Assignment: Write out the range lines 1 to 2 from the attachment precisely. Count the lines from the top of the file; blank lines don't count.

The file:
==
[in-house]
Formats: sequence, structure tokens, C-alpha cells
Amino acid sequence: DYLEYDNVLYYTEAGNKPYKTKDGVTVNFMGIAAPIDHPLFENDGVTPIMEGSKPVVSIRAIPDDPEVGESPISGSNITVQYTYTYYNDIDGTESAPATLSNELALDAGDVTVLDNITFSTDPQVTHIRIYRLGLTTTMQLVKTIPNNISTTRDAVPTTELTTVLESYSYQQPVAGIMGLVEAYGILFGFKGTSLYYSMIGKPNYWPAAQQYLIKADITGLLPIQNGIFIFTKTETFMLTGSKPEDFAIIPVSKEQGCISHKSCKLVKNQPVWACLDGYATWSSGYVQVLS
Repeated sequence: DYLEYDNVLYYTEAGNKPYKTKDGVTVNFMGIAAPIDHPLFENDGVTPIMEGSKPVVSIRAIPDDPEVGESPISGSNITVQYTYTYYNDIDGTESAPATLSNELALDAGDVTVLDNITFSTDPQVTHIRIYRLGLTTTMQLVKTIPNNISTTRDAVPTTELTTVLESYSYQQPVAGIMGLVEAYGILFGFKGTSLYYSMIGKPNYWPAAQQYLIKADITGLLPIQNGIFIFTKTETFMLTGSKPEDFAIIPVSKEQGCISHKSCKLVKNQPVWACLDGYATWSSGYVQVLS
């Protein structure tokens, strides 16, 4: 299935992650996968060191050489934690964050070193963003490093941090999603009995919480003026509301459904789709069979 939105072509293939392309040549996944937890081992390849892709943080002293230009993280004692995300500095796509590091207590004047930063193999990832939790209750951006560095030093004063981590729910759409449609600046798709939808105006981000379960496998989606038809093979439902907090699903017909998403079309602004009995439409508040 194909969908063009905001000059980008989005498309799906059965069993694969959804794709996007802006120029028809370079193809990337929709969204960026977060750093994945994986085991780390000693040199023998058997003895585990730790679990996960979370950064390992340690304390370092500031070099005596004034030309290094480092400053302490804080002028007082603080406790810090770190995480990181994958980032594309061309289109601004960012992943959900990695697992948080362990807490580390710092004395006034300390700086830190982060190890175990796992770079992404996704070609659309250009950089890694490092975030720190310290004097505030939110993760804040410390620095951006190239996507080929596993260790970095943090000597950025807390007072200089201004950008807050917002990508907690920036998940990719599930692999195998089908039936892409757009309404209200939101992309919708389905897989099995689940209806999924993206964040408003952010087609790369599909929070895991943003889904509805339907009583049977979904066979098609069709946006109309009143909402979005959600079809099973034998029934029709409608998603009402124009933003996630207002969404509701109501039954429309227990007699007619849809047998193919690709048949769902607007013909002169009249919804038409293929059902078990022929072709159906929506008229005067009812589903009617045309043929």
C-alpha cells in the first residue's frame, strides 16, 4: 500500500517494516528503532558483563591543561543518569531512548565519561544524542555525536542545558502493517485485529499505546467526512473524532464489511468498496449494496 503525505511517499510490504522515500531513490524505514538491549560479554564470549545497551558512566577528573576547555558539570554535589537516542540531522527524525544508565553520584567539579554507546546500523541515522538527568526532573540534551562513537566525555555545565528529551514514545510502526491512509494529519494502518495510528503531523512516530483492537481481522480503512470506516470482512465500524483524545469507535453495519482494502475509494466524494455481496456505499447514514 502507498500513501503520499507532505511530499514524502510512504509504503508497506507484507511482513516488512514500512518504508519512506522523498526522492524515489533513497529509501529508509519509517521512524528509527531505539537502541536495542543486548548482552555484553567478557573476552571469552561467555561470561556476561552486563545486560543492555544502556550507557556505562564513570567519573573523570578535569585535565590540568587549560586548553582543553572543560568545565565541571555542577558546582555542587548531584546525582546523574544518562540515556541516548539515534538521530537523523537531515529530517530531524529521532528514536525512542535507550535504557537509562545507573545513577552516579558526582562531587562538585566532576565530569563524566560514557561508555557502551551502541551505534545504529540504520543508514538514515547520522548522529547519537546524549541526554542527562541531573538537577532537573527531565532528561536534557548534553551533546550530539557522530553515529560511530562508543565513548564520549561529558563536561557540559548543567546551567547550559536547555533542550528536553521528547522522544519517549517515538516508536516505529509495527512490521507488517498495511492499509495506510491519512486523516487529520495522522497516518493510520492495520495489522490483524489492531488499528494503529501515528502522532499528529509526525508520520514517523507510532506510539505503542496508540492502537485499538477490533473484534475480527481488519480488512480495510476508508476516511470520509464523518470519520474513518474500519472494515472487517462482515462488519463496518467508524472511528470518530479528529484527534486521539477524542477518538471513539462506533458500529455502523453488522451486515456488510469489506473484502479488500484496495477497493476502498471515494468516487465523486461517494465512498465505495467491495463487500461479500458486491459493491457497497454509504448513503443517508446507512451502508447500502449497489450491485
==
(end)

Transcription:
[in-house]
Formats: sequence, structure tokens, C-alpha cells